The designs of the contentious Sturt Street bike paths have been unveiled, detailing exactly how cyclists will be expected to travel down the iconic stretch of road.
Minister for Roads, Road Safety and the TAC Jaala Pulford announced the designs at the corner of Sturt Street and Talbot Street on Friday.
"It's really exciting to be here today with Juliana (Addison) and Michaela (Settle) with the final designs for the bike path which will make it so much easier for people with prams, people on foot and people on bikes to get around central Ballarat," she said.
The new design shows an upgrade to the existing path running along the southern side of the Sturt Street median strip, which will be widened to provide a safety buffer between motorists and path users.
HAVE YOUR SAY AT THE BOTTOM OF THIS STORY
As a result, the driving lanes of the road will shrink to allow for the widening.
The gravel path will be paved over to create a smooth riding surface and a pedestrian crossing will also be added at the Ripon Street intersection.
Ms Pulford added works on the new path would begin in April and are estimated to take around six months to complete.
"By next summer, people will be able to whizz along here nice and safely on their bikes or on foot.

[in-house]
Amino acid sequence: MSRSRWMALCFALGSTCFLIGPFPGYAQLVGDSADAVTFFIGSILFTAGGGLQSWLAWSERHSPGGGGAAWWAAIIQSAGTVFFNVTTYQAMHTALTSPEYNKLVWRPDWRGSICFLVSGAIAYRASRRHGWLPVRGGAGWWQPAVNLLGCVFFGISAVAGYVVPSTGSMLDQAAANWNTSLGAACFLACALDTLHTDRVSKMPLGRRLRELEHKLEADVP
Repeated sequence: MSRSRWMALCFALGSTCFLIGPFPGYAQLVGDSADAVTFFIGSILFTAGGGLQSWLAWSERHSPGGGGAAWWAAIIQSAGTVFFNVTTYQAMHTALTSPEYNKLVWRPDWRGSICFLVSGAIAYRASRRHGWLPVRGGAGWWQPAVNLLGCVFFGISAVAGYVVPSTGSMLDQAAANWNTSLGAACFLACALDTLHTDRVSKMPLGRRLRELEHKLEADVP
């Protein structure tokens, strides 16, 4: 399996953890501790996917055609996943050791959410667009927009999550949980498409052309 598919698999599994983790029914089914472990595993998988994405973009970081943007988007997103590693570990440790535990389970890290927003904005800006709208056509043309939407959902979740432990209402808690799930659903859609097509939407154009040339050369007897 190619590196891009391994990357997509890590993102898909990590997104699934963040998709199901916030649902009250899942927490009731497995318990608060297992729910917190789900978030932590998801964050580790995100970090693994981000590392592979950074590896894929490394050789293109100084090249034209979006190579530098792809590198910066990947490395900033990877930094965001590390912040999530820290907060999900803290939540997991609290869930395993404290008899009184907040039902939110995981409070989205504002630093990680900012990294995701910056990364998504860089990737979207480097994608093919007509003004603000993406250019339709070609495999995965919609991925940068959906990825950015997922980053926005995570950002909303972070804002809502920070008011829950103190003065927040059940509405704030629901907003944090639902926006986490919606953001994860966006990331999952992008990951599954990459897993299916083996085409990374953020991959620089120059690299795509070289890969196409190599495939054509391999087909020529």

"It's such a lively part of our city... being able to make it easier for more people to be able to enjoy that on foot is a wonderful thing."
Locking in the new design had been something or a long process according to Ms Pulford, who said the confirmed plans add the most appropriate protection for its users while preserving the iconic look of Sturt Street.
"The design has been something of a journey. The community reference group that Regional Roads Victoria was working with initially preferred a meandering model," she said.
"I think what the community will be pleased with is that there won't be a tree lost, there won't be a monument disturbed. Everything we love about this boulevard will be preserved and protected."
Matt Briody, spokesperson for the Ballarat Bicycle User Group praised the new designs, calling it "an excellent piece of infrastructure".
"It will allow people to ride safely, separated from traffic, right into the CBD," Mr Briody said.
"It will link up with existing shared paths on Sturt Street to the west, and to future paths in and through the city."
He added he would have preferred the initial plan which saw the bike lane travel down the centre of Sturt Street, but was pleased with the compromise.
"I personally would have preferred to see the path in the middle of the median, but I see this plan as a reasonable compromise. I think it retains the original design integrity of the gardens, has minimal interference on road traffic and will allow for more people to get in and around the city safely.
"It's been a long process for the officers at RRV and the City of Ballarat, but I think they have arrived at a pretty good design now. Once people have a chance to walk on it or ride it, I think they're really going to enjoy it."